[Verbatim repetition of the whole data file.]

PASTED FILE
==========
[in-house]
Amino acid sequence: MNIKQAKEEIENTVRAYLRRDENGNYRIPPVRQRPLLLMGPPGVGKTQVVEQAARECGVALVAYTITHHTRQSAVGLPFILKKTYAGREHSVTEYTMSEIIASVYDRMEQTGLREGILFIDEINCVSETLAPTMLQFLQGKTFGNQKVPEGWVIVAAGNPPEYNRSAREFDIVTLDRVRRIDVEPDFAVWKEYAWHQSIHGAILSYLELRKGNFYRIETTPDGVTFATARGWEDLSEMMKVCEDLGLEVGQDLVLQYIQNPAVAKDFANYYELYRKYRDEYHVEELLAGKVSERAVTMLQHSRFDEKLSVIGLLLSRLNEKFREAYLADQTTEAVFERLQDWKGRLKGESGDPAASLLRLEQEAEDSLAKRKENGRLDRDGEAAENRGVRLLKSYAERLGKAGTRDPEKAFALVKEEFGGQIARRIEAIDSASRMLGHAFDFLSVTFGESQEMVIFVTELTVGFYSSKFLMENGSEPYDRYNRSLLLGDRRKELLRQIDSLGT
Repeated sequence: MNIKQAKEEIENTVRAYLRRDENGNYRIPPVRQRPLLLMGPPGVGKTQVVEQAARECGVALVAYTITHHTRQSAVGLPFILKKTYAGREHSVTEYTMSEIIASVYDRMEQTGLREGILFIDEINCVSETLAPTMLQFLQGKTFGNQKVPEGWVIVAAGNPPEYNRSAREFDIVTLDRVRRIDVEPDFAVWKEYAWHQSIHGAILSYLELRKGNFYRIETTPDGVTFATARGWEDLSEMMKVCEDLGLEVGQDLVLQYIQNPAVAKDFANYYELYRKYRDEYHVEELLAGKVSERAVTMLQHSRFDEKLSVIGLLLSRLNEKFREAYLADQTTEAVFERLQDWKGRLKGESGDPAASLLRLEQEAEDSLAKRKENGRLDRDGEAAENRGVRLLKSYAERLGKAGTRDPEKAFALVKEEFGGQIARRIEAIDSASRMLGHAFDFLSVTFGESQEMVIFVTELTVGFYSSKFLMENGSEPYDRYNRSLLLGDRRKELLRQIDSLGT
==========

[in-house]
Amino acid sequence: MNIKQAKEEIENTVRAYLRRDENGNYRIPPVRQRPLLLMGPPGVGKTQVVEQAARECGVALVAYTITHHTRQSAVGLPFILKKTYAGREHSVTEYTMSEIIASVYDRMEQTGLREGILFIDEINCVSETLAPTMLQFLQGKTFGNQKVPEGWVIVAAGNPPEYNRSAREFDIVTLDRVRRIDVEPDFAVWKEYAWHQSIHGAILSYLELRKGNFYRIETTPDGVTFATARGWEDLSEMMKVCEDLGLEVGQDLVLQYIQNPAVAKDFANYYELYRKYRDEYHVEELLAGKVSERAVTMLQHSRFDEKLSVIGLLLSRLNEKFREAYLADQTTEAVFERLQDWKGRLKGESGDPAASLLRLEQEAEDSLAKRKENGRLDRDGEAAENRGVRLLKSYAERLGKAGTRDPEKAFALVKEEFGGQIARRIEAIDSASRMLGHAFDFLSVTFGESQEMVIFVTELTVGFYSSKFLMENGSEPYDRYNRSLLLGDRRKELLRQIDSLGT
Repeated sequence: MNIKQAKEEIENTVRAYLRRDENGNYRIPPVRQRPLLLMGPPGVGKTQVVEQAARECGVALVAYTITHHTRQSAVGLPFILKKTYAGREHSVTEYTMSEIIASVYDRMEQTGLREGILFIDEINCVSETLAPTMLQFLQGKTFGNQKVPEGWVIVAAGNPPEYNRSAREFDIVTLDRVRRIDVEPDFAVWKEYAWHQSIHGAILSYLELRKGNFYRIETTPDGVTFATARGWEDLSEMMKVCEDLGLEVGQDLVLQYIQNPAVAKDFANYYELYRKYRDEYHVEELLAGKVSERAVTMLQHSRFDEKLSVIGLLLSRLNEKFREAYLADQTTEAVFERLQDWKGRLKGESGDPAASLLRLEQEAEDSLAKRKENGRLDRDGEAAENRGVRLLKSYAERLGKAGTRDPEKAFALVKEEFGGQIARRIEAIDSASRMLGHAFDFLSVTFGESQEMVIFVTELTVGFYSSKFLMENGSEPYDRYNRSLLLGDRRKELLRQIDSLGT